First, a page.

Ringold, P. L.. U.S. Environmental Protection Agency, ringold@mail.cor.epa.gov
Barker, J. L.. Dynamac Corporation, jbarker@mail.cor.epa.gov
Bradshaw, G. A.. USDA Forest Service, bradshaw@fsl.orst.edu
Carson,, . W.. Oregon State University, carsonw@ccmail.orst.edu
Fiorella, M. Oregon State University, fiorella@fsl.orst.edu
McAllister, M. Dynamac Corporation, mcallist@mail.cor.epa.gov
Bollman, . Dynamac Corporation, bollman@mail.cor.epa.gov

 
FINE RESOLUTION REMOTELY SENSED IMAGERY AS A FOUNDATION FOR RIPARIAN MONITORING IN PACIFIC NORTHWEST FORESTED LANDSCAPES
 
Despite the importance of stream-side riparian management in forested ecosystems, there is no tractable protocol in use for characterizing or monitoring these systems. Small features of riparian systems are functionally important at site specific scales and may be important over larger scales. This dual character poses an extreme form of the classic dilemma for those seeking to design a monitoring system -- evaluating tradeoffs between the amount of information required to meaningfully characterize a site and the amount of information needed to characterize a larger area, e.g. a watershed or a region. To support the design of a riparian monitoring system, we have identified a set of candidate indicators of riparian function such as numbers of snags, presence of large conifers, amount of forest cover. We evaluate the ability of field sampling and ADAR imagery (Airborne Data Acquisition and Registration System - 1 m and 3 m pixel multispectral imagery) to represent these indicators. We also examine the consequences on interpreting ecological function using representations of greater and lesser spatial resolution. These results allow us to make informed judgments about the design of a monitoring or characterization approach for stream-side riparian systems.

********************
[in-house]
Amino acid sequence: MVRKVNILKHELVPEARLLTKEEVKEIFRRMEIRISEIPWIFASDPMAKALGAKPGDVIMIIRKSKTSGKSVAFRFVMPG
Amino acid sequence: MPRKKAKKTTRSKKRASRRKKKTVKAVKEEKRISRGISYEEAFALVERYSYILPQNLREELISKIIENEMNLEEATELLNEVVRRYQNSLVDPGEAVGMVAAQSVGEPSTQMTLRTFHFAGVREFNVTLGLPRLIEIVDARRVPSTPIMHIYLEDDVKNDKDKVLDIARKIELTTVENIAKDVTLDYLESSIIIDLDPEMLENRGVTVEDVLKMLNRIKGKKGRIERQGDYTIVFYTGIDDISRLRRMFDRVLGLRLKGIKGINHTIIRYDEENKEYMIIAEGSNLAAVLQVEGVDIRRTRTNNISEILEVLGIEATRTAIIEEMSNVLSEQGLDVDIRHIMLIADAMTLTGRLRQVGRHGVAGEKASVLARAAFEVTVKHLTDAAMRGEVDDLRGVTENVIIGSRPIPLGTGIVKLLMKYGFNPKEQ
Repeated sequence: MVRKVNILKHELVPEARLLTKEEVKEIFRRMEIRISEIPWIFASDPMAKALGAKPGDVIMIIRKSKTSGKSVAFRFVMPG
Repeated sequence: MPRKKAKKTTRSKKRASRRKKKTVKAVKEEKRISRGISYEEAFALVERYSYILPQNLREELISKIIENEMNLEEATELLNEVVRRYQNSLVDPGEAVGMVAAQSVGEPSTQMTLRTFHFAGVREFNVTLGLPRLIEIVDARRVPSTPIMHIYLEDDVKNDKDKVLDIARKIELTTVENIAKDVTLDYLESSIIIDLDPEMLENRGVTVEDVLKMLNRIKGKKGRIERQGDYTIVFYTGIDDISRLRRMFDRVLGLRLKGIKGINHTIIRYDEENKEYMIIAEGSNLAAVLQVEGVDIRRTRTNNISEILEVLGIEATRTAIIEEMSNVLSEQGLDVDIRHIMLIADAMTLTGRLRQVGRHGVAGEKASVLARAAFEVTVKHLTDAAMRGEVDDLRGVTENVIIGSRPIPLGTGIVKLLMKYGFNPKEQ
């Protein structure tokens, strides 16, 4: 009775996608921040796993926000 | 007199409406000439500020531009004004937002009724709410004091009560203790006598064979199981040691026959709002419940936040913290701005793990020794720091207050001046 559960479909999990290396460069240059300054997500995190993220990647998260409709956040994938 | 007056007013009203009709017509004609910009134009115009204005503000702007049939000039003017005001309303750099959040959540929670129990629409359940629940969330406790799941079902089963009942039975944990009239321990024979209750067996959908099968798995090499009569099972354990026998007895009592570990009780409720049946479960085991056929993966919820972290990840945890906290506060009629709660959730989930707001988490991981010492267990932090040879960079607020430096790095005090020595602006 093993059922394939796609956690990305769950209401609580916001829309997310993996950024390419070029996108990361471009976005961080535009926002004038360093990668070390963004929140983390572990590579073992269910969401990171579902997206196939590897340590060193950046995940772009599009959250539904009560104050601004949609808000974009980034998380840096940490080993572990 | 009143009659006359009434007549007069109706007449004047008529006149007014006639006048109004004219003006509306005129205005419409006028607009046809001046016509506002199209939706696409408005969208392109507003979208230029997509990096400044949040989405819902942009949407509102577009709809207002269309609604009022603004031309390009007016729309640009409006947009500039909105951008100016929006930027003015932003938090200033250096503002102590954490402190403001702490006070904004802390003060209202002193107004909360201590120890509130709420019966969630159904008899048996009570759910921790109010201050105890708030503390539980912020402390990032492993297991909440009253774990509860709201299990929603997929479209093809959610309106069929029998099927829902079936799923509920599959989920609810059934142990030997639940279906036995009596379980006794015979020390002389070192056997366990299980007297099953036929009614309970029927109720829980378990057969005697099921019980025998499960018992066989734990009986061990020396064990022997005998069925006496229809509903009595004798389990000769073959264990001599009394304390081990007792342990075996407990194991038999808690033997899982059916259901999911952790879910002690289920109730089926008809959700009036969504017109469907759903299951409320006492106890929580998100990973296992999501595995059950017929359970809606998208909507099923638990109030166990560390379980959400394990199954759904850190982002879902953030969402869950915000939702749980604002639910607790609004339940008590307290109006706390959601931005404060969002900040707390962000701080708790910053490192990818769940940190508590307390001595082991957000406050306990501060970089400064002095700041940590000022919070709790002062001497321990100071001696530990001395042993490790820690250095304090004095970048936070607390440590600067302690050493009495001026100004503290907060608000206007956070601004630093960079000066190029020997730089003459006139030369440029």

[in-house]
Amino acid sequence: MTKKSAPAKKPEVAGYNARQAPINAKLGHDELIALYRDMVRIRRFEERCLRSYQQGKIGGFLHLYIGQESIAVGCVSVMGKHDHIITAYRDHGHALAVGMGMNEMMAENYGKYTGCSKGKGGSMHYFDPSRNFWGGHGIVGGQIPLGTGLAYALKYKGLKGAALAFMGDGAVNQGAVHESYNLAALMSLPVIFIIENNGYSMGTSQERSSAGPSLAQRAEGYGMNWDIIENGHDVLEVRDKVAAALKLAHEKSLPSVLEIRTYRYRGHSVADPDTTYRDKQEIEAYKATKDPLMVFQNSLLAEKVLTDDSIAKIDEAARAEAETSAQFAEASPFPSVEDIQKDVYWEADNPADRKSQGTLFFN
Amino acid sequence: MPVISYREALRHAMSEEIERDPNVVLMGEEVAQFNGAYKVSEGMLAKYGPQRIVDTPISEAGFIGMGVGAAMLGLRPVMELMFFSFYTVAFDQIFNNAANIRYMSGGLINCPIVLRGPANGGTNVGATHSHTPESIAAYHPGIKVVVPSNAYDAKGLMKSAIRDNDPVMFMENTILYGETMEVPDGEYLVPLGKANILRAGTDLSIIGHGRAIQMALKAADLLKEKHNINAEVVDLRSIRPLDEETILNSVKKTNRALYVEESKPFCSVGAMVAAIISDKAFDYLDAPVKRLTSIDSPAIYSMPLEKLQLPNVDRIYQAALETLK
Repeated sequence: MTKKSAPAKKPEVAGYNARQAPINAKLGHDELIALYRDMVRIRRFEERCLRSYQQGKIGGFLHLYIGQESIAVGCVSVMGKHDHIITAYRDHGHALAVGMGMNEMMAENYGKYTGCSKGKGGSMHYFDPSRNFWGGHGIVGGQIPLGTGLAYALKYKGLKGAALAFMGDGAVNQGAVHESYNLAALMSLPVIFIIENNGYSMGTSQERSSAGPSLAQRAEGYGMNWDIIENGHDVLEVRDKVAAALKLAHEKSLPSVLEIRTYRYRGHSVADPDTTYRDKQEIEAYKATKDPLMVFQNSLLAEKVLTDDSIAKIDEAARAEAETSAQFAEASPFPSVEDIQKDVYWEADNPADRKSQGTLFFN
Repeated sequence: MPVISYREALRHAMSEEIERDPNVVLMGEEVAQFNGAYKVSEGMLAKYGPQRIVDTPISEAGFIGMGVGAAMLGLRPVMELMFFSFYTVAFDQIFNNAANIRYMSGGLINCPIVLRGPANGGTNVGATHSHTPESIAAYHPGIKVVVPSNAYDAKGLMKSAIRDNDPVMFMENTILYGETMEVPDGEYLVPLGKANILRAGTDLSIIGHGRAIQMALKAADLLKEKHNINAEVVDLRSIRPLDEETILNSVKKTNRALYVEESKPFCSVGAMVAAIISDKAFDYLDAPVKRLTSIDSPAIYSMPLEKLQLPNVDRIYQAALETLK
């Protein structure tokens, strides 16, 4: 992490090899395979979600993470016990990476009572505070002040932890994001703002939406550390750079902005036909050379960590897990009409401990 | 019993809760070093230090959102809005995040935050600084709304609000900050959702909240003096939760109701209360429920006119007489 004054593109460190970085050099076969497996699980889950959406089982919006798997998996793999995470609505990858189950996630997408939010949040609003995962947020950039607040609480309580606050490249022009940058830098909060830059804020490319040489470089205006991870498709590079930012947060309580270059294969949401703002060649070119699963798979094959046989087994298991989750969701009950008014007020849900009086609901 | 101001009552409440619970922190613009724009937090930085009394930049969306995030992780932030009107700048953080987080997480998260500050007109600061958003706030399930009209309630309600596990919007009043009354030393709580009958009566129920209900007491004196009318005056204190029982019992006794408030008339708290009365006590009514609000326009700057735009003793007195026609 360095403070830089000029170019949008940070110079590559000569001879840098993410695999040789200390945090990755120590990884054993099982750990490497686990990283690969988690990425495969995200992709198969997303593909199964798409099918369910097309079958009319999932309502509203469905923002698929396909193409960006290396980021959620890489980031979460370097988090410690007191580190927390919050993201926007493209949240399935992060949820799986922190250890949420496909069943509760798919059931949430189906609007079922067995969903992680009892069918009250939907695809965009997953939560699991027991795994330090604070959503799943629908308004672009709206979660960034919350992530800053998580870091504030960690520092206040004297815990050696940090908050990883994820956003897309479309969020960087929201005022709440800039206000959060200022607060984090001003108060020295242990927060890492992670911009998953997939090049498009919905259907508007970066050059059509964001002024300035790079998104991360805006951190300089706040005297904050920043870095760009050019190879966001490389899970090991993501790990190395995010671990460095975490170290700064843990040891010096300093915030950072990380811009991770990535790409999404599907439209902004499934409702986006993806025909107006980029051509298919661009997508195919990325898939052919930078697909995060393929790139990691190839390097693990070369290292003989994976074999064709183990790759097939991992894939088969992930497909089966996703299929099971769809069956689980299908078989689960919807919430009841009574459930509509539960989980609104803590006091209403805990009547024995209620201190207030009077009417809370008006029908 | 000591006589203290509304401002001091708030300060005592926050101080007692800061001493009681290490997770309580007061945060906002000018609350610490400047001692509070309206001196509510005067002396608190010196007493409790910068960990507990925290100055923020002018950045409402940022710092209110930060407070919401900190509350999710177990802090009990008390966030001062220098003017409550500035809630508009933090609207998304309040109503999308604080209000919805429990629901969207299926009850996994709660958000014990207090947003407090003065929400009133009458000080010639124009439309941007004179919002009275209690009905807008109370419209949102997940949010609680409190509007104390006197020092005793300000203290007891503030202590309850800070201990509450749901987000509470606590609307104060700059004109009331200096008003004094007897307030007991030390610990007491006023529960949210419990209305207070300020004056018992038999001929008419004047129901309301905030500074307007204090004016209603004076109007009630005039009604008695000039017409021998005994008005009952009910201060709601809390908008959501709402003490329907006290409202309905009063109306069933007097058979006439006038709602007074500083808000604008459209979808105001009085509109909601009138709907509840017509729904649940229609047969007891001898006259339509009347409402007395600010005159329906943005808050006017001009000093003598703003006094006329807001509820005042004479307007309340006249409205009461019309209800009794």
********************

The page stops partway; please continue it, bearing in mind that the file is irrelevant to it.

Day: Tuesday, Feb. 2
Time: 04:15 - 04:30pm
Location: Sweeney Center
 
Code: SS43TU0415S